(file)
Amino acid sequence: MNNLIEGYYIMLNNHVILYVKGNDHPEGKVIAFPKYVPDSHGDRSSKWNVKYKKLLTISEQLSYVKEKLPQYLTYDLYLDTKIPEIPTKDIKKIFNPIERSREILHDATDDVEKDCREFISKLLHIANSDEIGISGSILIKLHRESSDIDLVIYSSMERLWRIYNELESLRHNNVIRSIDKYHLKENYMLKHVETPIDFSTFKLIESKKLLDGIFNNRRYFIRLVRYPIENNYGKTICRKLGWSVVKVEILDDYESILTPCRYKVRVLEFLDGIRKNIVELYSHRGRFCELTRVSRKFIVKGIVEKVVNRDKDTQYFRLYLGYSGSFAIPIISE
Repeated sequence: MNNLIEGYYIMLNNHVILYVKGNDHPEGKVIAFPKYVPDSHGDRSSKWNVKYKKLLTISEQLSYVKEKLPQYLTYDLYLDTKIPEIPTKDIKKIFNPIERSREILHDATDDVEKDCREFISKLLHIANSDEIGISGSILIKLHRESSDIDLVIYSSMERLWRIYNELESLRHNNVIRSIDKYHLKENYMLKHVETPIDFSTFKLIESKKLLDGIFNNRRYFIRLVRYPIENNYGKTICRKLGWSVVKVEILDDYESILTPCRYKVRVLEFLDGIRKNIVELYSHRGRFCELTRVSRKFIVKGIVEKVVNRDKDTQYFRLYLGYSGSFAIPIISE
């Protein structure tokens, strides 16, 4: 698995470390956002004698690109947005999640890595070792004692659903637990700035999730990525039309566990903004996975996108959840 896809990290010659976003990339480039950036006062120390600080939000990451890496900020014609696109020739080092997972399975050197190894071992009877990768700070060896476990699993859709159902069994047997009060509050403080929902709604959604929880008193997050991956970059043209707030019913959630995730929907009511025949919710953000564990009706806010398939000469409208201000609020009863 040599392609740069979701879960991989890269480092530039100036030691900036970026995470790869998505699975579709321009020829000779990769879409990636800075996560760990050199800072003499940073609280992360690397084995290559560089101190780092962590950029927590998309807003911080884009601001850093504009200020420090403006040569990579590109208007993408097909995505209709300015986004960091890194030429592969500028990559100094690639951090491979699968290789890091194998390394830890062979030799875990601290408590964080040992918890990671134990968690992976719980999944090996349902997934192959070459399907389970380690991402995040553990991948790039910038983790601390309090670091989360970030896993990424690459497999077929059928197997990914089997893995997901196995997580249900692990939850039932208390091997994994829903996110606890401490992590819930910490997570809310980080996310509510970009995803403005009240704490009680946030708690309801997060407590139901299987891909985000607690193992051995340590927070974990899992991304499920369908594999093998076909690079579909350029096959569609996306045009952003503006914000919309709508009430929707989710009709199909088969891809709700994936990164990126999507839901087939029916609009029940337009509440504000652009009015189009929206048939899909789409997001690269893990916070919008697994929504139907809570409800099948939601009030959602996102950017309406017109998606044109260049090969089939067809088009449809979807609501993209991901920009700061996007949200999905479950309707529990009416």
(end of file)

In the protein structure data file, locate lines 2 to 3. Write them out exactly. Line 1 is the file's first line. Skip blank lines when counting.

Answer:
Repeated sequence: MNNLIEGYYIMLNNHVILYVKGNDHPEGKVIAFPKYVPDSHGDRSSKWNVKYKKLLTISEQLSYVKEKLPQYLTYDLYLDTKIPEIPTKDIKKIFNPIERSREILHDATDDVEKDCREFISKLLHIANSDEIGISGSILIKLHRESSDIDLVIYSSMERLWRIYNELESLRHNNVIRSIDKYHLKENYMLKHVETPIDFSTFKLIESKKLLDGIFNNRRYFIRLVRYPIENNYGKTICRKLGWSVVKVEILDDYESILTPCRYKVRVLEFLDGIRKNIVELYSHRGRFCELTRVSRKFIVKGIVEKVVNRDKDTQYFRLYLGYSGSFAIPIISE
């Protein structure tokens, strides 16, 4: 698995470390956002004698690109947005999640890595070792004692659903637990700035999730990525039309566990903004996975996108959840 896809990290010659976003990339480039950036006062120390600080939000990451890496900020014609696109020739080092997972399975050197190894071992009877990768700070060896476990699993859709159902069994047997009060509050403080929902709604959604929880008193997050991956970059043209707030019913959630995730929907009511025949919710953000564990009706806010398939000469409208201000609020009863 040599392609740069979701879960991989890269480092530039100036030691900036970026995470790869998505699975579709321009020829000779990769879409990636800075996560760990050199800072003499940073609280992360690397084995290559560089101190780092962590950029927590998309807003911080884009601001850093504009200020420090403006040569990579590109208007993408097909995505209709300015986004960091890194030429592969500028990559100094690639951090491979699968290789890091194998390394830890062979030799875990601290408590964080040992918890990671134990968690992976719980999944090996349902997934192959070459399907389970380690991402995040553990991948790039910038983790601390309090670091989360970030896993990424690459497999077929059928197997990914089997893995997901196995997580249900692990939850039932208390091997994994829903996110606890401490992590819930910490997570809310980080996310509510970009995803403005009240704490009680946030708690309801997060407590139901299987891909985000607690193992051995340590927070974990899992991304499920369908594999093998076909690079579909350029096959569609996306045009952003503006914000919309709508009430929707989710009709199909088969891809709700994936990164990126999507839901087939029916609009029940337009509440504000652009009015189009929206048939899909789409997001690269893990916070919008697994929504139907809570409800099948939601009030959602996102950017309406017109998606044109260049090969089939067809088009449809979807609501993209991901920009700061996007949200999905479950309707529990009416």